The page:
Military & Aerospace

Navy’s Minesweeping Capability – why the void?
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Navy’s Minesweeping Capability – why the void?, 4.6 out of 5 based on 5 ratings
Issue Net Edition | Date : 07 Apr , 2017

Water Tank Mine to destroy under water submarines found recently by Russia (location not disclosed)

In an his recent article ‘Beware the rhyme of history’ published in the Indian Express on March 24, Admiral Arun Prakash, former Chief of Naval Staff wrote, “Neither appeasement, nor empty bluster — as PM Nehru found to his cost in 1962 — will work with China. The pundits on Raisina Hill are, once again, chanting the mantra of “jang nahin hogi” (there will be no war). Should this prophecy prove correct, it will be great news for the country. But chances of it coming true will rise exponentially if India keeps its powder dry by crafting a grand strategy, by initiating urgent reform of our archaic defence structures and by reviving our comatose military-industrial complex”.

The fact is that India can never achieve its rightful place in the comity of nations without a strong military, largely equipped indigenously and defence structures reorganized to meet 21st Century challenges including the China-Pakistan dual threat.

His call is not new but unfortunately the crying reforms needed for defence structures are yet to take place and governmental defence-industrial complex which should have been largely privatized continues to remain gung-ho, albeit some movement is taking place under the ‘Make in India’ project.

Of course the Admiral also pointed out the lowest defence allocations this year – 1.6 percent of GDP. Obviously, India has failed to calibrate the right balance between economic development and security.  In this context, a former senior diplomat (name withheld) at a lunch gathering recently was of the view that if India could become an economic super power, Pakistan will move out from the shadow of China and latch on to India. Being impolite to laugh aloud, one could only suggest that some close reading of the Pakistani army was warranted. If economic might could ensure security, Japan would have never felt threatened all these years.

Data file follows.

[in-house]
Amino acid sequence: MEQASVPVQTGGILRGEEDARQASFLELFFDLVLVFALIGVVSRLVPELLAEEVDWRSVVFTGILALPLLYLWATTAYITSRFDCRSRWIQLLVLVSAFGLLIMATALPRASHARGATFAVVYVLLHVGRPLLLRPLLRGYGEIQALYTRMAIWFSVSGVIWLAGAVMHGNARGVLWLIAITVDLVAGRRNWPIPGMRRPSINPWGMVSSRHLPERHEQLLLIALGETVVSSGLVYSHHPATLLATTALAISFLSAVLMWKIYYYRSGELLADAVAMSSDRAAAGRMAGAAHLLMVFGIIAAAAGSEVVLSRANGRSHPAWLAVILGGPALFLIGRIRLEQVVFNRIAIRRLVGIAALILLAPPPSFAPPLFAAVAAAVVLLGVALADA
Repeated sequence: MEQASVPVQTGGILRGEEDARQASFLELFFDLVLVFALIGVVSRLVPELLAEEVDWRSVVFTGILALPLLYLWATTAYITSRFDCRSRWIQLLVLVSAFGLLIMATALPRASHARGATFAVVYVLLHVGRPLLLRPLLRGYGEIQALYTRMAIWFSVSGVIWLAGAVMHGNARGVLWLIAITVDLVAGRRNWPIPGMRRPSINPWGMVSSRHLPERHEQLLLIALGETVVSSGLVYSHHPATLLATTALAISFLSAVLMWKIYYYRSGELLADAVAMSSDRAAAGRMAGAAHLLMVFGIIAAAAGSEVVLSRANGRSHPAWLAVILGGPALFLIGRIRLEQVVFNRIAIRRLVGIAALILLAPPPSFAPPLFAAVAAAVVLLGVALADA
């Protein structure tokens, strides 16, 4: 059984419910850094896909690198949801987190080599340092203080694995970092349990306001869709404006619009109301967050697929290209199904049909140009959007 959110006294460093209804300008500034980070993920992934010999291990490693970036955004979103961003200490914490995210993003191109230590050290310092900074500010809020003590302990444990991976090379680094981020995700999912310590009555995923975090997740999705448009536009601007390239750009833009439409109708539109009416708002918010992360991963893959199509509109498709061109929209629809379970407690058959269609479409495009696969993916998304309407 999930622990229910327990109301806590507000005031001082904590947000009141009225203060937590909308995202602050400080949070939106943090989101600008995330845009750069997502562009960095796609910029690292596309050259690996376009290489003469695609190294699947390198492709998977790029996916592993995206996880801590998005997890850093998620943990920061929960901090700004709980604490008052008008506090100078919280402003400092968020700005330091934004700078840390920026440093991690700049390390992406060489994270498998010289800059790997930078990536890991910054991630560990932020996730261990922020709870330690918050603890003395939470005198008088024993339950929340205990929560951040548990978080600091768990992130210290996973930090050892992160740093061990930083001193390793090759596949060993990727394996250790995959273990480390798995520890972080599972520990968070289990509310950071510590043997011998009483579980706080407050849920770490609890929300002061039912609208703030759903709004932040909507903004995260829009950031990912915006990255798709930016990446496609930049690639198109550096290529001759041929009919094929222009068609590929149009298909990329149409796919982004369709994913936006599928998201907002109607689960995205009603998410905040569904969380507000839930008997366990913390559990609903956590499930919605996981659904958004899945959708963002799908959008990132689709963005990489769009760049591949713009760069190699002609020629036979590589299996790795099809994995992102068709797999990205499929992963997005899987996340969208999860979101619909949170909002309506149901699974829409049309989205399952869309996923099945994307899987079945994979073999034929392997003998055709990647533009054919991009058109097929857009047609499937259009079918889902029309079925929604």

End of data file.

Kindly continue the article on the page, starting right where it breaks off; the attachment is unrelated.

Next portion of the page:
The fact is that India can never achieve its rightful place in the comity of nations without a strong military, largely equipped indigenously and defence structures reorganized to meet 21st Century challenges including the China-Pakistan dual threat. The need for a strong military must also be seen in the backdrop of the Indian Ocean focus given by PM Narendra Modi, which could not have been better timed. Obviously we need a strong Blue Water Navy given the geopolitical dynamics of the Indo-Pacific. But are we moving in this direction systematically?

According to media reports quoting the Parliamentary Committee for Defence, the existing fleet of six minesweeping vessels with the Indian Navy will be de-commissioned next year. The report reads, “The MCMVs (mine countermeasure vessels) are slated for de-induction by 2016-2018. 2016 has already passed and moreover, building the MCMVs will also take considerable time. The committee feels that the entire process of procurement of MCMVs will be delayed inordinately.”The Committee has asked the government to make “sincere and concerted efforts” to equip the navy with the critical capability. The worrying part now is that the Navy is likely to be without minesweeping capability till year 2011.

…considering that decommissioning of the existing six MCMVs during 2016-2018 was known in advance, why was an overlap with fresh procurements not ensured? Who in the government is accountable for this…

According to media, India could sign a Rs 32,640-crore deal with a South Korean shipyard for building 12 x mine countermeasure vessels (MCMVs) in the country by March 31, but the first of those are likely to be delivered only in 2021. But here comes the catch: first, that India “could” sign the deal by March 31, and; second, that the first delivery is “likely” by 2021.

Going by past experience, both the above “could” and “likely” perhaps will get delayed by couple of months, if not years. The big question that arises here is that with all the hype about India’s focus having shifted to the Indian Ocean, and considering that decommissioning of the existing six MCMVs during 2016-2018 was known in advance, why was an overlap with fresh procurements not ensured? Who in the government is accountable for this major faux passé in degrading operational capabilities of the Indian Navy; creating a critical void at this juncture?

Why or how did we ignore the Chinese designs on the Indian Ocean, aggressive moves by the PLA Navy (PLAN), and the China-Pakistan nexus that has adverse strategic ramifications for India? Chinese SSBNs have been crisscrossing the Indian Ocean, even in vicinity of Andaman and Nicobar Islands. Chinese SSBN bases are already coming up at Gwadar (Pakistan), Hambantota (Sri Lanka) and Djibouti on the Horn of Africa. While Hambantota to start with may well be rest and recoup stops for PLAN SSBNs, plans for their deployment along with permanent positioning of Chinese Marines at Gwadar and Djibouti have already been put in motion. Deployment of Chinese air defence resources at these ports should be expected next. Chinese SSBN docked at Karachi during May 2016 was photographed by NASA.